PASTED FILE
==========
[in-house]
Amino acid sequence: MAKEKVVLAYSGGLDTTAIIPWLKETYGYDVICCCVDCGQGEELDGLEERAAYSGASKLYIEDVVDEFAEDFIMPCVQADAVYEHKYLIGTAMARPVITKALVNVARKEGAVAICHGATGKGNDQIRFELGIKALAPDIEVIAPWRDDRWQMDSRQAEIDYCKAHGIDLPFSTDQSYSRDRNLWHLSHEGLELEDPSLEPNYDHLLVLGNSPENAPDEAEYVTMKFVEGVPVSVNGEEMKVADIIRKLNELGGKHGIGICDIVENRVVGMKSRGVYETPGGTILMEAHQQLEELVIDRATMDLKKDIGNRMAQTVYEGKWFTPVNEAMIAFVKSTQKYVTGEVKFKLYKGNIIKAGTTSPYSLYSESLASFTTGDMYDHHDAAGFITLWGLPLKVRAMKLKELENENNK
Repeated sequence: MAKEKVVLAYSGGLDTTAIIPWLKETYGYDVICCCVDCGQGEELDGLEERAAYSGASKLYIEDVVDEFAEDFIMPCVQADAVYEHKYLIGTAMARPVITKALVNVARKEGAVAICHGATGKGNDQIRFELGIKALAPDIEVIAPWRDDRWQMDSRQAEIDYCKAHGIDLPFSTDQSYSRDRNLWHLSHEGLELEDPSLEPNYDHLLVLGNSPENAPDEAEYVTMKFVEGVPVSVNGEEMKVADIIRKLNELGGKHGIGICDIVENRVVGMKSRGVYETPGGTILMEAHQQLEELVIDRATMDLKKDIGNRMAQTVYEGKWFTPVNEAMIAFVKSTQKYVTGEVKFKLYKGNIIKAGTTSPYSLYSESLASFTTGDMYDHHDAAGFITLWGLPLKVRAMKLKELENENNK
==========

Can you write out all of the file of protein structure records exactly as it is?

[in-house]
Amino acid sequence: MAKEKVVLAYSGGLDTTAIIPWLKETYGYDVICCCVDCGQGEELDGLEERAAYSGASKLYIEDVVDEFAEDFIMPCVQADAVYEHKYLIGTAMARPVITKALVNVARKEGAVAICHGATGKGNDQIRFELGIKALAPDIEVIAPWRDDRWQMDSRQAEIDYCKAHGIDLPFSTDQSYSRDRNLWHLSHEGLELEDPSLEPNYDHLLVLGNSPENAPDEAEYVTMKFVEGVPVSVNGEEMKVADIIRKLNELGGKHGIGICDIVENRVVGMKSRGVYETPGGTILMEAHQQLEELVIDRATMDLKKDIGNRMAQTVYEGKWFTPVNEAMIAFVKSTQKYVTGEVKFKLYKGNIIKAGTTSPYSLYSESLASFTTGDMYDHHDAAGFITLWGLPLKVRAMKLKELENENNK
Repeated sequence: MAKEKVVLAYSGGLDTTAIIPWLKETYGYDVICCCVDCGQGEELDGLEERAAYSGASKLYIEDVVDEFAEDFIMPCVQADAVYEHKYLIGTAMARPVITKALVNVARKEGAVAICHGATGKGNDQIRFELGIKALAPDIEVIAPWRDDRWQMDSRQAEIDYCKAHGIDLPFSTDQSYSRDRNLWHLSHEGLELEDPSLEPNYDHLLVLGNSPENAPDEAEYVTMKFVEGVPVSVNGEEMKVADIIRKLNELGGKHGIGICDIVENRVVGMKSRGVYETPGGTILMEAHQQLEELVIDRATMDLKKDIGNRMAQTVYEGKWFTPVNEAMIAFVKSTQKYVTGEVKFKLYKGNIIKAGTTSPYSLYSESLASFTTGDMYDHHDAAGFITLWGLPLKVRAMKLKELENENNK